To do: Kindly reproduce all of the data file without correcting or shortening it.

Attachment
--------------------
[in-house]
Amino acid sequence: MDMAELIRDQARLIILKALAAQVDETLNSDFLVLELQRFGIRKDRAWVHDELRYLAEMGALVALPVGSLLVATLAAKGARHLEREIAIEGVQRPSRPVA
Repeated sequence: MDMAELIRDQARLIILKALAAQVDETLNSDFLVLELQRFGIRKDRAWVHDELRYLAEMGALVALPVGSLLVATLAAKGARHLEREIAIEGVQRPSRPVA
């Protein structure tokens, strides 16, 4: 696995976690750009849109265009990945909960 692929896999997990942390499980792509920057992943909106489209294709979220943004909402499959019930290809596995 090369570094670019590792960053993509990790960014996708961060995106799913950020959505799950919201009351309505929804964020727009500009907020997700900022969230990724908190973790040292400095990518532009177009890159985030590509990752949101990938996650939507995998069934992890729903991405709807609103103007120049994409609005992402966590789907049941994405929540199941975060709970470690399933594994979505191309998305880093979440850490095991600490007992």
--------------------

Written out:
[in-house]
Amino acid sequence: MDMAELIRDQARLIILKALAAQVDETLNSDFLVLELQRFGIRKDRAWVHDELRYLAEMGALVALPVGSLLVATLAAKGARHLEREIAIEGVQRPSRPVA
Repeated sequence: MDMAELIRDQARLIILKALAAQVDETLNSDFLVLELQRFGIRKDRAWVHDELRYLAEMGALVALPVGSLLVATLAAKGARHLEREIAIEGVQRPSRPVA
């Protein structure tokens, strides 16, 4: 696995976690750009849109265009990945909960 692929896999997990942390499980792509920057992943909106489209294709979220943004909402499959019930290809596995 090369570094670019590792960053993509990790960014996708961060995106799913950020959505799950919201009351309505929804964020727009500009907020997700900022969230990724908190973790040292400095990518532009177009890159985030590509990752949101990938996650939507995998069934992890729903991405709807609103103007120049994409609005992402966590789907049941994405929540199941975060709970470690399933594994979505191309998305880093979440850490095991600490007992």